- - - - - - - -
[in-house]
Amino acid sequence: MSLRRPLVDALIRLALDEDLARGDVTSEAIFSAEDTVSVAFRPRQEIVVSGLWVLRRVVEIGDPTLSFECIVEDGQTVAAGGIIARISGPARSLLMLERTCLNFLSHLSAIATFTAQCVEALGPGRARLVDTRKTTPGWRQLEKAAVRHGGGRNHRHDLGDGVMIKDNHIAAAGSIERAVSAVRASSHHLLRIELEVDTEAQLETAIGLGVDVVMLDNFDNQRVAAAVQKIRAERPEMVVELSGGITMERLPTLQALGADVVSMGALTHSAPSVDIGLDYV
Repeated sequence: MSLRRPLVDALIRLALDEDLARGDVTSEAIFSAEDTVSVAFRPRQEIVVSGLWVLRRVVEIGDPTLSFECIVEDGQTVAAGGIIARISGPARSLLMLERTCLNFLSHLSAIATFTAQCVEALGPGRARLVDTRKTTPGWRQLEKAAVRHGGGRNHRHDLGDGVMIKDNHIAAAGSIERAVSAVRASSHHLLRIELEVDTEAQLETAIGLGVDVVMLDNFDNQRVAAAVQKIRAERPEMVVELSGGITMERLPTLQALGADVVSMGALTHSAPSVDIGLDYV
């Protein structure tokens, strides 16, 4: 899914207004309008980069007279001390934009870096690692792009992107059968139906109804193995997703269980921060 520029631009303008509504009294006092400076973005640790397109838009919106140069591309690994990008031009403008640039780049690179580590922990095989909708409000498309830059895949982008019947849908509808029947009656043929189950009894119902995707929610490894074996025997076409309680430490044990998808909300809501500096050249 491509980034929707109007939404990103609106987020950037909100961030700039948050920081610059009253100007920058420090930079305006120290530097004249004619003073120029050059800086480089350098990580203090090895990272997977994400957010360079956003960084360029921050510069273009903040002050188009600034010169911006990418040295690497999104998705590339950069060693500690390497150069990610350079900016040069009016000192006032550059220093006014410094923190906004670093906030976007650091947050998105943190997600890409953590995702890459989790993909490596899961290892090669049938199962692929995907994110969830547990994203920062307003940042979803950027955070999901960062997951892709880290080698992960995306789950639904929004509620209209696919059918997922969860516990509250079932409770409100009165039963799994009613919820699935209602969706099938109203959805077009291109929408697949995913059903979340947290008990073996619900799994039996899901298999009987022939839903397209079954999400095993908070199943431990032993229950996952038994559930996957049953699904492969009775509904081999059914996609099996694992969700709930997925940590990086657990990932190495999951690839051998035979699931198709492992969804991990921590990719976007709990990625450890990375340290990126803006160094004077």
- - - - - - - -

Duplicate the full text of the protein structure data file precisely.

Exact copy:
[in-house]
Amino acid sequence: MSLRRPLVDALIRLALDEDLARGDVTSEAIFSAEDTVSVAFRPRQEIVVSGLWVLRRVVEIGDPTLSFECIVEDGQTVAAGGIIARISGPARSLLMLERTCLNFLSHLSAIATFTAQCVEALGPGRARLVDTRKTTPGWRQLEKAAVRHGGGRNHRHDLGDGVMIKDNHIAAAGSIERAVSAVRASSHHLLRIELEVDTEAQLETAIGLGVDVVMLDNFDNQRVAAAVQKIRAERPEMVVELSGGITMERLPTLQALGADVVSMGALTHSAPSVDIGLDYV
Repeated sequence: MSLRRPLVDALIRLALDEDLARGDVTSEAIFSAEDTVSVAFRPRQEIVVSGLWVLRRVVEIGDPTLSFECIVEDGQTVAAGGIIARISGPARSLLMLERTCLNFLSHLSAIATFTAQCVEALGPGRARLVDTRKTTPGWRQLEKAAVRHGGGRNHRHDLGDGVMIKDNHIAAAGSIERAVSAVRASSHHLLRIELEVDTEAQLETAIGLGVDVVMLDNFDNQRVAAAVQKIRAERPEMVVELSGGITMERLPTLQALGADVVSMGALTHSAPSVDIGLDYV
């Protein structure tokens, strides 16, 4: 899914207004309008980069007279001390934009870096690692792009992107059968139906109804193995997703269980921060 520029631009303008509504009294006092400076973005640790397109838009919106140069591309690994990008031009403008640039780049690179580590922990095989909708409000498309830059895949982008019947849908509808029947009656043929189950009894119902995707929610490894074996025997076409309680430490044990998808909300809501500096050249 491509980034929707109007939404990103609106987020950037909100961030700039948050920081610059009253100007920058420090930079305006120290530097004249004619003073120029050059800086480089350098990580203090090895990272997977994400957010360079956003960084360029921050510069273009903040002050188009600034010169911006990418040295690497999104998705590339950069060693500690390497150069990610350079900016040069009016000192006032550059220093006014410094923190906004670093906030976007650091947050998105943190997600890409953590995702890459989790993909490596899961290892090669049938199962692929995907994110969830547990994203920062307003940042979803950027955070999901960062997951892709880290080698992960995306789950639904929004509620209209696919059918997922969860516990509250079932409770409100009165039963799994009613919820699935209602969706099938109203959805077009291109929408697949995913059903979340947290008990073996619900799994039996899901298999009987022939839903397209079954999400095993908070199943431990032993229950996952038994559930996957049953699904492969009775509904081999059914996609099996694992969700709930997925940590990086657990990932190495999951690839051998035979699931198709492992969804991990921590990719976007709990990625450890990375340290990126803006160094004077």